by Deanna Maria R.
A new year and decade has been celebrated with traditional fireworks displays in London, Paris, Sydney, Dubai, Taipei, Bangkok, Rio de Janeiro, and in New York City. Typically, fireworks are not grounds for protest. Not so in Sydney, Australia, where the mayor had to defend why he gave the go-ahead to shoot off fireworks despite protests. Why, you may ask, were people protesting fireworks to ring in not only a new year but also a new decade? Two words, ‘bushfire crisis’.
Months of drought caused bushfires that are now out of control. The effects of the bushfires are no longer sequestered to just Australian ‘countryside’ but now also city regions. The air quality in Sydney has been greatly affected by the smoke, ash and soot brought on from the raging bushfires. Loss of life and property due to the bushfires are also of great concern and risk to first responders, farmers, and other members of the community. Having a firework display with the ‘bushfire crisis’ out of control gave some cause to wonder why and then a protest was raised about the risks, image, and negative message it would send if it was allowed to go-ahead.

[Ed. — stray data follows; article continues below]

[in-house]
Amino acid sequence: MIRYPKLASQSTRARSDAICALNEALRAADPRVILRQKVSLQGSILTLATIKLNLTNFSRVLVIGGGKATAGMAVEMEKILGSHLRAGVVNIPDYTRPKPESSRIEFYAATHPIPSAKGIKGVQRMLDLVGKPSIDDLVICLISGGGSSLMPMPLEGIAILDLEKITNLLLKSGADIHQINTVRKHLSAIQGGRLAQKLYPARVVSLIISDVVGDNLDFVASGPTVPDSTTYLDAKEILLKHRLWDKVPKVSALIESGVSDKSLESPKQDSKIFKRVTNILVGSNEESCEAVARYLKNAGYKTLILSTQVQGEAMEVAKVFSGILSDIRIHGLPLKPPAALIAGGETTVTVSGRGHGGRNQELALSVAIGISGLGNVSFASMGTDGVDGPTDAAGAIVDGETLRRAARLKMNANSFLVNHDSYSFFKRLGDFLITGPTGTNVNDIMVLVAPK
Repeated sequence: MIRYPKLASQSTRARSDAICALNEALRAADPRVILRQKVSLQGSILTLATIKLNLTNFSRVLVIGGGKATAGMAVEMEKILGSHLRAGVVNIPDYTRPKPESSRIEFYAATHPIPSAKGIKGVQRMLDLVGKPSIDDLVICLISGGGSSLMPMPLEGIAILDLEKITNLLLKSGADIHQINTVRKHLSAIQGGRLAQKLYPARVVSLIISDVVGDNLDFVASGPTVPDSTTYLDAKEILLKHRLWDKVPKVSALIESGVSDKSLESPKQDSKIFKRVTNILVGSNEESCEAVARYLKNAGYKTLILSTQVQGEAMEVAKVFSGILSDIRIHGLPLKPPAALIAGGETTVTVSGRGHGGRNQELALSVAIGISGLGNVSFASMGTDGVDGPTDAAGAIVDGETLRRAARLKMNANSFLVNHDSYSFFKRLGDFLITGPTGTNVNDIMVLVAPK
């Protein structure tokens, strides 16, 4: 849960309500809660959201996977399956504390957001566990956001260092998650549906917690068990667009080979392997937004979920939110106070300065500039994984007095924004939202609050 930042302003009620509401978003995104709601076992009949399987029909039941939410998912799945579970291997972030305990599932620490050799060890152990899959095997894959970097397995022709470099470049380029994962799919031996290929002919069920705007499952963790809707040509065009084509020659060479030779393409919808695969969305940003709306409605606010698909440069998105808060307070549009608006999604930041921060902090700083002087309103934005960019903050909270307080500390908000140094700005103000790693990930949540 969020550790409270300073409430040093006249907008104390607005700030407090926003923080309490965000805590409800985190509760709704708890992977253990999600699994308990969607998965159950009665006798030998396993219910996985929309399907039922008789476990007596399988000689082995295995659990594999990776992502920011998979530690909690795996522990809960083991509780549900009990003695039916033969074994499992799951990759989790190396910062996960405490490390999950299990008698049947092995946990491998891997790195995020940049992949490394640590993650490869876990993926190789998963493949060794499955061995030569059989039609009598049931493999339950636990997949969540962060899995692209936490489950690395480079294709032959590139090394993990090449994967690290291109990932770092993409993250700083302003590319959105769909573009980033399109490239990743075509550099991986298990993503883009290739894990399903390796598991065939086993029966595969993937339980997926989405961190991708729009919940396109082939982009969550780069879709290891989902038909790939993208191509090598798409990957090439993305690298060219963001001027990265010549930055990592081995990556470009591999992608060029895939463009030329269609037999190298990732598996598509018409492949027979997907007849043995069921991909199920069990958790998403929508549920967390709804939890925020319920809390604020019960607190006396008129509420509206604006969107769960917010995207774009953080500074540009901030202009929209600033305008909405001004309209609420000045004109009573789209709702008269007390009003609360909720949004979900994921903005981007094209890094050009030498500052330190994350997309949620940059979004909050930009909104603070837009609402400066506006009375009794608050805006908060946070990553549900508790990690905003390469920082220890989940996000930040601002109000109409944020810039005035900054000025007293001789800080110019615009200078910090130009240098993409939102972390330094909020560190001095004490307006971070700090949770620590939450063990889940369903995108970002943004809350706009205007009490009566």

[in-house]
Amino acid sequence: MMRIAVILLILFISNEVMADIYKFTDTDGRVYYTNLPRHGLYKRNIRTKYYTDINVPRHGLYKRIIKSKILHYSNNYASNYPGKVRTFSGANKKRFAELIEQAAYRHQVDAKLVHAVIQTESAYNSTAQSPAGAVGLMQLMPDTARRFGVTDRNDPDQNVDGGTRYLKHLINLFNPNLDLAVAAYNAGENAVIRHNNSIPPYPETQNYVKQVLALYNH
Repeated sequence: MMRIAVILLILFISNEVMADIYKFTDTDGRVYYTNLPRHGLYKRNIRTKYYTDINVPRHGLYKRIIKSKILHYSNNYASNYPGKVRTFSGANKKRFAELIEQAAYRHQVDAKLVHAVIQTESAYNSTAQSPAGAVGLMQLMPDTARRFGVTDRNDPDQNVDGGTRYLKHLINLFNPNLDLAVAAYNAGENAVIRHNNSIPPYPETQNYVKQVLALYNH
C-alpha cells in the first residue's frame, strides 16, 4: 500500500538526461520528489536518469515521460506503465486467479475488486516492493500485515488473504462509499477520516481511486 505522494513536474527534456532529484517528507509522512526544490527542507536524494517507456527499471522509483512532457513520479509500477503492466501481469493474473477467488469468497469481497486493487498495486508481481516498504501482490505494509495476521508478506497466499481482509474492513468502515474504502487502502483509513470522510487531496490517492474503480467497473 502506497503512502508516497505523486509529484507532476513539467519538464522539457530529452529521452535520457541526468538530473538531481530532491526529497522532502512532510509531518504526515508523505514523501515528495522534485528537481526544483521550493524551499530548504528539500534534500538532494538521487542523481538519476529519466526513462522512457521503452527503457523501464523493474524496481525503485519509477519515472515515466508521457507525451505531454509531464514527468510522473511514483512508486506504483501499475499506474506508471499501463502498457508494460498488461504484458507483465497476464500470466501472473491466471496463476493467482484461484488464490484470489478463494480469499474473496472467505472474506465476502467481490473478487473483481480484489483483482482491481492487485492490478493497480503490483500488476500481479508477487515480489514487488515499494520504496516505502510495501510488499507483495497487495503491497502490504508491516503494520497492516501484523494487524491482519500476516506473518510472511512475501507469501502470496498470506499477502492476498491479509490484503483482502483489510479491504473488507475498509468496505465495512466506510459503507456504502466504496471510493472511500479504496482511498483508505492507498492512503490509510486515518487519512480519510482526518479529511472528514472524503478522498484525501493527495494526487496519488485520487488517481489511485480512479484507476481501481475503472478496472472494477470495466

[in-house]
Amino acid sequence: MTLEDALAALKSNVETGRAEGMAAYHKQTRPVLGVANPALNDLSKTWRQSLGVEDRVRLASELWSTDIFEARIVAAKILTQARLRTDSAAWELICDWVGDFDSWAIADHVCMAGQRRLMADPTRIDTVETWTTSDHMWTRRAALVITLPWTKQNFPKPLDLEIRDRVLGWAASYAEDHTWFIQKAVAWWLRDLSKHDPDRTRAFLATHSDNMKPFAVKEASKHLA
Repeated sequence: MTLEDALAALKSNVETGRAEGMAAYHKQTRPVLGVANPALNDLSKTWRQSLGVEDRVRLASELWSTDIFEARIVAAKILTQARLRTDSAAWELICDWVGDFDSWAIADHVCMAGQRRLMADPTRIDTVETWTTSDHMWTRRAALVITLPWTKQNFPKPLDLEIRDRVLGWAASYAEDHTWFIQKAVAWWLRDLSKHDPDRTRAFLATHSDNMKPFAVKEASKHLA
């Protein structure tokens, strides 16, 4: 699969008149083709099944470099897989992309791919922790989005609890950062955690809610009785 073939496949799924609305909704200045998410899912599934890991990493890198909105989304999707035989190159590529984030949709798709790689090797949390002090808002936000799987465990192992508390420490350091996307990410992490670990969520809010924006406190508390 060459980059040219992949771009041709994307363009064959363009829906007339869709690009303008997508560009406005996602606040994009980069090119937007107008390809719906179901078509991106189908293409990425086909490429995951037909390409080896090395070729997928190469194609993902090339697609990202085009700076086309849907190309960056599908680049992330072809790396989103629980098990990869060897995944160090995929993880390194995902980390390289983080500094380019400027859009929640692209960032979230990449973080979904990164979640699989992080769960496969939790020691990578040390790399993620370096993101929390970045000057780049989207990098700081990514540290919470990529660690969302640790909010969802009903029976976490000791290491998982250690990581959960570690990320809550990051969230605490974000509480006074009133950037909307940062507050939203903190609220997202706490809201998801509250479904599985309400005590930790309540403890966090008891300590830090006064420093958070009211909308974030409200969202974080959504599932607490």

While the Mayor, allegedly, not heeding the protestors calls to cancel the display, he did defend the choice to go-ahead, as was traditional, because ‘it would give people hope’. Protestors thought otherwise. The opposition feared it would send the wrong message and instead of a fireworks display, the protestors wanted the organizers of the event to take the money they paid for the display and donate it to the farmers and service people. The traditional fireworks display went on as scheduled.